“Wives… Husbands… Children… Bondservants…”

A transformed life results in transformed relationships. Many of us grew up with poor relationship examples. Perhaps your parents divorced, or you had a particularly cruel father or distant mother. Often, those examples impact the way we treat our spouse and children. Without even knowing it, we are following the patterns set for us. The remedy for that is to look at each relationship in light of Christ. Paul gives us fresh insight into how a husband and wife are to relate to one another, how parents and children should treat each other, and what we should be doing at work. Our Christianity should radically affect the life we live.

“And whatever you do, do it heartily, as to the Lord and not to men, . . ” Colossians 3:23

Before coming to Christ, my life was consumed with pleasing me. Now that I have been born again, my desires should be to please God, above all things. Paul exhorts us to look at life through the lens of pleasing God. Whatever we are doing, we should do it as unto the Lord.

Pastor Jim


Moving Forward 

Galatians 4:8-9
But then, indeed, when you did not know God, you served those which by nature are not gods. But now after you have known God, or rather are known by God, how is it that you turn again to the weak and beggarly elements, to which you desire again to be in bondage?”

Paul is reminding the Galatians that many of the behaviors and activities they were involved in, before coming to Christ, are no longer fitting. Before accepting Christ, much of our existence is spent trying to find the meaning of life, or at least some semblance of meaning. We realize something is missing, and continually search for it. We may party for while, thinking that will make us happy, or get involved in a relationship or multiple relationships, all in pursuit of filling a void or adding something to life. Some are able to realize the inability of these cravings to satisfy, and move on to something else. However, many become addicted and find themselves in bondage to the very pursuits that falsely promised freedom. Whatever your story is, you will not find life’s missing puzzle piece until you come to Christ. It is in Christ that we are made complete. “. . .and you are complete in Him, . . .” Colossians 2 :10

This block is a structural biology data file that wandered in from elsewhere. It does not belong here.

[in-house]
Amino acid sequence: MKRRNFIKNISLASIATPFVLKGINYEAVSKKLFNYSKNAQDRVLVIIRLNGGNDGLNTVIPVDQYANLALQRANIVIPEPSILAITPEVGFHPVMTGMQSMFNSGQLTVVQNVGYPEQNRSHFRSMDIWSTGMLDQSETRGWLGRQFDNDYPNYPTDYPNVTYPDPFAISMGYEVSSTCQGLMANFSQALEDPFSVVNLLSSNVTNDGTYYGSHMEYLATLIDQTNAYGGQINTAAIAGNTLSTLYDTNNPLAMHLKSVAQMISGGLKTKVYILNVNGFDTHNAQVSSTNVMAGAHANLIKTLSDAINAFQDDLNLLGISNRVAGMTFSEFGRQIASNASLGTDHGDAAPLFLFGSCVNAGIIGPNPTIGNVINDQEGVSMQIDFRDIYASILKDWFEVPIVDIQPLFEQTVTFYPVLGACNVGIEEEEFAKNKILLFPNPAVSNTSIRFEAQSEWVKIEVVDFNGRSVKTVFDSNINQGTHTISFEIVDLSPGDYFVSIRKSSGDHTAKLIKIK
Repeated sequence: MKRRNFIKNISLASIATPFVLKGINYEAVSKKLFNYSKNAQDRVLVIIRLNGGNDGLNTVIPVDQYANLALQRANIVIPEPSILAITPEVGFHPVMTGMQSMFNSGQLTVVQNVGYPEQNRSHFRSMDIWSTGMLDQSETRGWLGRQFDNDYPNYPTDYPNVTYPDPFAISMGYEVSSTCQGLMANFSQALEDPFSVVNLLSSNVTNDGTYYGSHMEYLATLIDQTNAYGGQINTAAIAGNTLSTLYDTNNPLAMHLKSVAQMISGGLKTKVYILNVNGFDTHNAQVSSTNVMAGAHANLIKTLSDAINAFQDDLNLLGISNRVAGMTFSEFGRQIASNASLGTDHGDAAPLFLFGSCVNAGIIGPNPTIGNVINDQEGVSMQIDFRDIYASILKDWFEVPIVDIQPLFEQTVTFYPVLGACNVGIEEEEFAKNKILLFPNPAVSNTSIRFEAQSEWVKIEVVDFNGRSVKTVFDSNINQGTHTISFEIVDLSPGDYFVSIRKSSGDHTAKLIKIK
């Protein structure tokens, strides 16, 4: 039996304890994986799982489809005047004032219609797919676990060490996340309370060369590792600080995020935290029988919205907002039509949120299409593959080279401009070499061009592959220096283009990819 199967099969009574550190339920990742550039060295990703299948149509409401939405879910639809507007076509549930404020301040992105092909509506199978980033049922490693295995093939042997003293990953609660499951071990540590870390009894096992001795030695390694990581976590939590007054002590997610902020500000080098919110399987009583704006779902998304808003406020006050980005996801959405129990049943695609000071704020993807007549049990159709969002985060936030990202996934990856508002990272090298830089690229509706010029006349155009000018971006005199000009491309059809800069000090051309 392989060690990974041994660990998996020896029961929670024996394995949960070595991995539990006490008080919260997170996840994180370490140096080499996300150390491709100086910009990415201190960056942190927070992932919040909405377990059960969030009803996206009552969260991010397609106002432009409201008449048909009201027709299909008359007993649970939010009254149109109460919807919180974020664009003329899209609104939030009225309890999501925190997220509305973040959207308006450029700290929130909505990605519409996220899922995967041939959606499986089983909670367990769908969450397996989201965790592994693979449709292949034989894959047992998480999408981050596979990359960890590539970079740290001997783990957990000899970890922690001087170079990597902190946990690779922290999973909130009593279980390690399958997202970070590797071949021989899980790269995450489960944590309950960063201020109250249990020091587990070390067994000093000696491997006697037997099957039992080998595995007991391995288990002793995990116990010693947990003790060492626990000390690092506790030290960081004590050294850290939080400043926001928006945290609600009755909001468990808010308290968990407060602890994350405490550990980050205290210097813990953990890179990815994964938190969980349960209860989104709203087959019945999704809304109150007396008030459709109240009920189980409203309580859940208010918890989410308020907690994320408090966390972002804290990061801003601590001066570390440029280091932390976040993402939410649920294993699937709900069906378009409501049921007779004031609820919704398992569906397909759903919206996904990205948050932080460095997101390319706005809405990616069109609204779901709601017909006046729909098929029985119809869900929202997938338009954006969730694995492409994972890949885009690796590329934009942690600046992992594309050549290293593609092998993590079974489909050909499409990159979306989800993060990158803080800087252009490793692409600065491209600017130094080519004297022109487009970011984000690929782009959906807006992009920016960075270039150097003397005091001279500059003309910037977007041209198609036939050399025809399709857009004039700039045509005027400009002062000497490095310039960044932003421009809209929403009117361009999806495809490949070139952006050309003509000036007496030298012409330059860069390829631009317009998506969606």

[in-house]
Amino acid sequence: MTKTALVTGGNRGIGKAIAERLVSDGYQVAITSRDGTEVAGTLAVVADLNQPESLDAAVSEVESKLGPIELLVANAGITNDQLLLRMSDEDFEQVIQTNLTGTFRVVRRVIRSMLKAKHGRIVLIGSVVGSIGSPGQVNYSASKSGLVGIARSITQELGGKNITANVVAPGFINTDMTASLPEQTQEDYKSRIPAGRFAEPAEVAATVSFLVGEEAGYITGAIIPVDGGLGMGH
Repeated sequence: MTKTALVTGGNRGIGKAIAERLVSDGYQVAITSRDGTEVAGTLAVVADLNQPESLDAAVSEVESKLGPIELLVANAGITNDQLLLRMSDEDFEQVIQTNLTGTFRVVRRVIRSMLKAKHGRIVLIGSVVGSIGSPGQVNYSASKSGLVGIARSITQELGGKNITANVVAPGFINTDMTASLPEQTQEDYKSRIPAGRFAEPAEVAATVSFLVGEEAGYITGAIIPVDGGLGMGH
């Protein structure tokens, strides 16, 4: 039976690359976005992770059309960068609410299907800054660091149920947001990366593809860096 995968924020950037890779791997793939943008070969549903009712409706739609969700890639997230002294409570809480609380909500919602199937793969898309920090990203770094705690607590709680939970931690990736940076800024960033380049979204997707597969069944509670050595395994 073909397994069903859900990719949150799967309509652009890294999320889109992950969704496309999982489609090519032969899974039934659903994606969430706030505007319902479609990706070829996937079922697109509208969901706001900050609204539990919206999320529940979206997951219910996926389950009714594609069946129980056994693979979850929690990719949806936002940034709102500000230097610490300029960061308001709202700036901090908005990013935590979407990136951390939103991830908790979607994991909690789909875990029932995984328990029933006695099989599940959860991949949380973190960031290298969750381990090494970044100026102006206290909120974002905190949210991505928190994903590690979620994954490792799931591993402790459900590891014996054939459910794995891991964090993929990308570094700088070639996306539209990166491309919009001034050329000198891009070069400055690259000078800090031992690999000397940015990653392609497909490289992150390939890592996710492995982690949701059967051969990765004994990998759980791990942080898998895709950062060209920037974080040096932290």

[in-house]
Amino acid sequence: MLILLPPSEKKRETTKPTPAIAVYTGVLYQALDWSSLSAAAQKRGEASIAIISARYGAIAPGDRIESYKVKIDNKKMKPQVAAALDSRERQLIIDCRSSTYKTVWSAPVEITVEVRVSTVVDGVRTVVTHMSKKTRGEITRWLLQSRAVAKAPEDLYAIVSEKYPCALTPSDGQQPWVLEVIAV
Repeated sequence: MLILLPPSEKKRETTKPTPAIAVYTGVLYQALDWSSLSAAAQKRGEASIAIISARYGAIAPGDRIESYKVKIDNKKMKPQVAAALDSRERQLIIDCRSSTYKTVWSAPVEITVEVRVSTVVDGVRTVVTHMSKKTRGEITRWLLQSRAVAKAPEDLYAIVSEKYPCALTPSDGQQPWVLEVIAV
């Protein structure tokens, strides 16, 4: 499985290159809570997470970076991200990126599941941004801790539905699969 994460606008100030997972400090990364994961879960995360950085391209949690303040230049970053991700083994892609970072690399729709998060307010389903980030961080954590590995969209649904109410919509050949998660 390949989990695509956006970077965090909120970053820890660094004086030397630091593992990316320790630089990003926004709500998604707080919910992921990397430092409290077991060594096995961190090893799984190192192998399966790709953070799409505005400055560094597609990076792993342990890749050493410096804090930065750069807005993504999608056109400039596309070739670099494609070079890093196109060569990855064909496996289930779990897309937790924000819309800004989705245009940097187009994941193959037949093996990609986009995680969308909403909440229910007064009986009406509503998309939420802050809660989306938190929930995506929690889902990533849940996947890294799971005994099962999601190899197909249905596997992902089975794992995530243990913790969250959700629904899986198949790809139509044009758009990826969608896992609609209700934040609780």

Paul wrote, when we come to Christ we are redeemed with the blood of God, adopted as sons of God, filled with the Spirit of God and we become the heirs of God. Those are amazing benefits, especially when we consider all we did to receive them was believe Jesus Christ is the Savior, and invite Him to rule our lives. The moment you received Christ, those things became true of you. If you felt like a different person it was because you were. We might say, you are now a complete person.

Now that you have been so dramatically changed by Christ, the things you once sought in life are no longer necessary. Returning to those trappings, would be like an idol worshipper meeting the true and living God, then returning to bow before his little clay image. We would say to that man, “You don’t need those things any more.” In the same way, you don’t need to go partying, live in an ungodly relationship, or use sin as a stimulus in life any longer. YOU KNOW GOD and you can experience the life that is found in Jesus.

“He who has the Son has life; he who does not have the Son of God does not have life.” 1 John 5:12

Pastor Jim


Free From Sin’s Control

Romans 8:
“For the law of the Spirit of life in Christ Jesus has made me free from the law of sin and death.”